Mankind is one of the most famous and best known examples of a medieval morality play (see ‘The Morality Play’). It is, like many others of the same type, anonymous, and we know very little about the playwright, though the play itself seems to point that he or she knew well the area around East Anglia.
In many ways, it is a play startlingly different from our own ideas of drama – perhaps even more remote from us in terms of construction, tone and genre than Shakespeare or (strangely) the Ancient Greek dramatists Aeschylus, Sophocles and Euripides. In most medieval moralities, the characters are one-dimensional allegorical figures rather than representations of real people, the plot is made clear in the opening speech, and there are no twists or unexpected turns!
Yet Mankind is perhaps the bawdiest and liveliest of the surviving moralities, and – compared to other plays like Everyman – is theatrically far more vivid and accessible to a modern audience. G.A. Lester comments that “there can be few plays as daringly racy as Mankind, as wildly disrespectful, as resourceful in involving the audience, and yet as committed to a serious and consistent moral end”. The playwright is also immensely skilled at marrying crowd-pleasing comic antics with serious religious lessons.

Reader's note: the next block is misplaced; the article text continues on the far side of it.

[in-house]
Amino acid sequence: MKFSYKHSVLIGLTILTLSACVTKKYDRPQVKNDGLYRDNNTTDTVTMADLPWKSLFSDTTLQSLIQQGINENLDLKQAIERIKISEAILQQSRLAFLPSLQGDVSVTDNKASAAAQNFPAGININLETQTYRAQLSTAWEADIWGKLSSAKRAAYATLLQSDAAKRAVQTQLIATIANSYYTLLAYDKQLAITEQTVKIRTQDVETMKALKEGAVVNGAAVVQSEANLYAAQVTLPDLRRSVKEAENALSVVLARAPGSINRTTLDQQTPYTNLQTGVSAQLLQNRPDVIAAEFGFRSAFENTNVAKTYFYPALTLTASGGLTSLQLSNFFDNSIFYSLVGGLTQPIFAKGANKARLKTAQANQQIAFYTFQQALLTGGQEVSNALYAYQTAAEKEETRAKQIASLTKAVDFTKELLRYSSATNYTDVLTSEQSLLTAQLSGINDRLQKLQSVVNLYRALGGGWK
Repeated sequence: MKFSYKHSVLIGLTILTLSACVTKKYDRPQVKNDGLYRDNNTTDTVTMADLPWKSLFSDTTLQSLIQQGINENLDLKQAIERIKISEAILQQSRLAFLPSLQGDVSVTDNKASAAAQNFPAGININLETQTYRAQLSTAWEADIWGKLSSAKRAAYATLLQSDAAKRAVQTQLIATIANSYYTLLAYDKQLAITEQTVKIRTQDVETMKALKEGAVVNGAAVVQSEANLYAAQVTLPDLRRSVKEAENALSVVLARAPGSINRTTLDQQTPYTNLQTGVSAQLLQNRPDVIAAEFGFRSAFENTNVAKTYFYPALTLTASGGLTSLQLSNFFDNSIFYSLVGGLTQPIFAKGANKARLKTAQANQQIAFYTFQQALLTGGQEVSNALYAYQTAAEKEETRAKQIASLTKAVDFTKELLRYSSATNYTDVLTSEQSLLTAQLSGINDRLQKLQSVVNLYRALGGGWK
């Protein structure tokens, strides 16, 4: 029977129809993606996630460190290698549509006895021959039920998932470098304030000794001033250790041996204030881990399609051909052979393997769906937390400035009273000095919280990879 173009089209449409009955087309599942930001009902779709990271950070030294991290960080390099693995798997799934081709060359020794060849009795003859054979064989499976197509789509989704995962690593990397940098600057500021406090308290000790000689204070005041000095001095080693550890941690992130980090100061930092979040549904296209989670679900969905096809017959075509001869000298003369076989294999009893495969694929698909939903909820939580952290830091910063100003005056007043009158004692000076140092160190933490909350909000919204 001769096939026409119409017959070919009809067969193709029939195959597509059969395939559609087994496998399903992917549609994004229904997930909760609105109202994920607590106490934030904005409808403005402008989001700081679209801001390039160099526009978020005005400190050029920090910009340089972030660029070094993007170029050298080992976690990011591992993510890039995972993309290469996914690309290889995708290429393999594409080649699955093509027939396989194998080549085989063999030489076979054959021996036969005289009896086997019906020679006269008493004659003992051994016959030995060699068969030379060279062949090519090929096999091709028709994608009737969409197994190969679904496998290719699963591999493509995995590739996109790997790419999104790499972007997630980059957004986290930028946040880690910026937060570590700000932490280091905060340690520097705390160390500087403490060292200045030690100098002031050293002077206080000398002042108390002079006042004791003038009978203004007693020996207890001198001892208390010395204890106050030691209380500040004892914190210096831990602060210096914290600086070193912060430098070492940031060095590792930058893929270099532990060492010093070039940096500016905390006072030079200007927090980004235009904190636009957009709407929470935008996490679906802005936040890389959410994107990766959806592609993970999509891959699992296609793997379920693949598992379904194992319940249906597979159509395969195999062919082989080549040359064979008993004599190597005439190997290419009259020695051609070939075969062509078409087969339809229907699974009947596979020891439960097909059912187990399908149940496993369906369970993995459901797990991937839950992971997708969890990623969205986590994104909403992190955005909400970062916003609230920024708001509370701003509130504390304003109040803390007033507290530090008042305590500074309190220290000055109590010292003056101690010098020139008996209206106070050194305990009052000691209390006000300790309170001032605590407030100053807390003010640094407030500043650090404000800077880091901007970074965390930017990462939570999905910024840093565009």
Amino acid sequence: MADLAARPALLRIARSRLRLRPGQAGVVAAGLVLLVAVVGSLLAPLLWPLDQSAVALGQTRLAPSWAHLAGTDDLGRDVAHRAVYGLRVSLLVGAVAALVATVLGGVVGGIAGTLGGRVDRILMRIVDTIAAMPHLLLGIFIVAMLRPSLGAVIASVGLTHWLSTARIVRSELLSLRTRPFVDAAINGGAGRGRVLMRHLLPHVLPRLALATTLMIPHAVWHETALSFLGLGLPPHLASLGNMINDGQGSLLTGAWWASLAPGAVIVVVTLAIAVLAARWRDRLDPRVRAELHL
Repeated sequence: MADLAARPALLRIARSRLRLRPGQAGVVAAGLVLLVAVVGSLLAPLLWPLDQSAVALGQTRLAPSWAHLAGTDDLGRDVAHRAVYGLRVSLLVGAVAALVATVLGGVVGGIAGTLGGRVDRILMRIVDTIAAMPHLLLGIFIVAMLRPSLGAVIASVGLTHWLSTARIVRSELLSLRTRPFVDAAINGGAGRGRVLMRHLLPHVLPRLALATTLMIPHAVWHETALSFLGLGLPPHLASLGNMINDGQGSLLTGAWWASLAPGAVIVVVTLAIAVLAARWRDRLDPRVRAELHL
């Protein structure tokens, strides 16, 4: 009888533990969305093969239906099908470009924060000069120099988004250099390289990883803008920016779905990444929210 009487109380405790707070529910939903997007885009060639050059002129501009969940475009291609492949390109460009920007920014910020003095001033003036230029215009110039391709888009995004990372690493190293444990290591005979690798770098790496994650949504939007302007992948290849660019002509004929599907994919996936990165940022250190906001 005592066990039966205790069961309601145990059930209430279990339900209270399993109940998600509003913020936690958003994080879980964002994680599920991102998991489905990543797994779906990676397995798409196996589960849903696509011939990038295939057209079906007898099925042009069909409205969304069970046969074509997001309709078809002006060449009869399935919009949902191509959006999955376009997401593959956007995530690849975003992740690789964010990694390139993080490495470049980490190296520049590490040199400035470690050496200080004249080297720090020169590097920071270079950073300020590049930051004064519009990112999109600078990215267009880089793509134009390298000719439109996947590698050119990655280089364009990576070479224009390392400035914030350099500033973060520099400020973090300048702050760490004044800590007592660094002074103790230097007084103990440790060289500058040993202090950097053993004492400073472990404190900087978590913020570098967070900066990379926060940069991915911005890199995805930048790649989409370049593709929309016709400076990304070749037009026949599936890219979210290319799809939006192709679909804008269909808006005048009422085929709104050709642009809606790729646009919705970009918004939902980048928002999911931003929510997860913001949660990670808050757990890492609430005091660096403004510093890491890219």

The influence of the morality plays on English drama has also oft been commented upon, and the battle between good and evil for the soul of the play’s protagonist (a perfectly serviceable description of Mankind) is played out in, for example, Marlowe’s Dr. Faustus, which contains parades of personified sins and a dialogue between Faustus’ good and evil angels. The moral of Marlowe’s play – the futility of worldly goods and riches, and the value of faithful Christian observance – also has much in common with morality plays such as Mankind.
We have a surviving manuscript of Mankind which dates from the second half of the fifteenth century, but a precise date for the play’s composition can be guessed more accurately with recourse to evidence found in the play itself. There are many references to money which help us to date the play: the three vices ask for “royals”, for example, when collecting money for the appearance of Titivillus, which were coins first issued in about 1464. The play’s mention of “Pope Pocket” (l.143-4) have also been read (see Lester) as a reference to John Pocket who was the prior of an Abbey in Cambridge, a locality with which the play already has likely links. There is also the reference to “King Edward the Nought”, which has been interpreted as pointing to the period when Edward IV fled the country in 1470 only to return to the throne in 1471. As G.A. Lester sagely points out, for Mankind, “1464-71 is as precise a date as one can safely assume”.
Mankind does not really have a detailed stage history: until the 1970s, it was condemned by critics as being corrupt, lewd, rude and basically unperformable. There are no records of major productions, though critics have come to see the virtues of the play and to understand its structural and thematic unity. Hopefully theatrical producers will eventually follow suit and give students the chance to see this fantastically lively and intelligent play in the flesh.